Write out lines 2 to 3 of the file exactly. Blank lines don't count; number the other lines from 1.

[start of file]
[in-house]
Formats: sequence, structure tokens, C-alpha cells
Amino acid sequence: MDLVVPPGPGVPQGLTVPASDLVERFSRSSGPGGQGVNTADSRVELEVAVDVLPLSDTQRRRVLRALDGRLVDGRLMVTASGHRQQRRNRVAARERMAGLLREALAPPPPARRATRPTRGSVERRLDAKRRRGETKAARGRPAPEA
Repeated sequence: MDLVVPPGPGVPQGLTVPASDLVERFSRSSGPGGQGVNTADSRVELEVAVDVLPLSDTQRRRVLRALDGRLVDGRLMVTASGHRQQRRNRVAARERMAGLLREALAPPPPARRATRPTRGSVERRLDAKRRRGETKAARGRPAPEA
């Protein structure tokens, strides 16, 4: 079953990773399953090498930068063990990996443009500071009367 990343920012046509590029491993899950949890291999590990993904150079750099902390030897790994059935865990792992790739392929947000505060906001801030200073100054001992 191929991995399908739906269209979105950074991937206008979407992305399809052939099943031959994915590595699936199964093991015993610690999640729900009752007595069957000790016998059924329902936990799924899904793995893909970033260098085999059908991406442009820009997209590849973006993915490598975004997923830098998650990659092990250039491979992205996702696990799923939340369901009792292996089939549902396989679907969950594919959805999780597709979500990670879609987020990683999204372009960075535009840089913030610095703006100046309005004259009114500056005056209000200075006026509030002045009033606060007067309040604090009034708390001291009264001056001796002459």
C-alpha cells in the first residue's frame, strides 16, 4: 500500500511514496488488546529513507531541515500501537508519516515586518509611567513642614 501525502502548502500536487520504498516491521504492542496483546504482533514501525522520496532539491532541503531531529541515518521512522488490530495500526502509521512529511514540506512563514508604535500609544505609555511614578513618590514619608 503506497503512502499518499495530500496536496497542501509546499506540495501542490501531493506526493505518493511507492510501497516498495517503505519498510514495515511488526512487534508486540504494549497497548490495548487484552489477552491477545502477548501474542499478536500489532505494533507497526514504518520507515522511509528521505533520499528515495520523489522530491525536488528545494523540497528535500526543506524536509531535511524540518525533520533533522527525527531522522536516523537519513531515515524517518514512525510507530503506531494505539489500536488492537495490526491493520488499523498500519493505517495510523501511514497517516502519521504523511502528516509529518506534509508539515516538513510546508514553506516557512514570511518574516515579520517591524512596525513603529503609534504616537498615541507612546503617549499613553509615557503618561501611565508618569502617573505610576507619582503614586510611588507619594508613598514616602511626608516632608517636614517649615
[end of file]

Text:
Formats: sequence, structure tokens, C-alpha cells
Amino acid sequence: MDLVVPPGPGVPQGLTVPASDLVERFSRSSGPGGQGVNTADSRVELEVAVDVLPLSDTQRRRVLRALDGRLVDGRLMVTASGHRQQRRNRVAARERMAGLLREALAPPPPARRATRPTRGSVERRLDAKRRRGETKAARGRPAPEA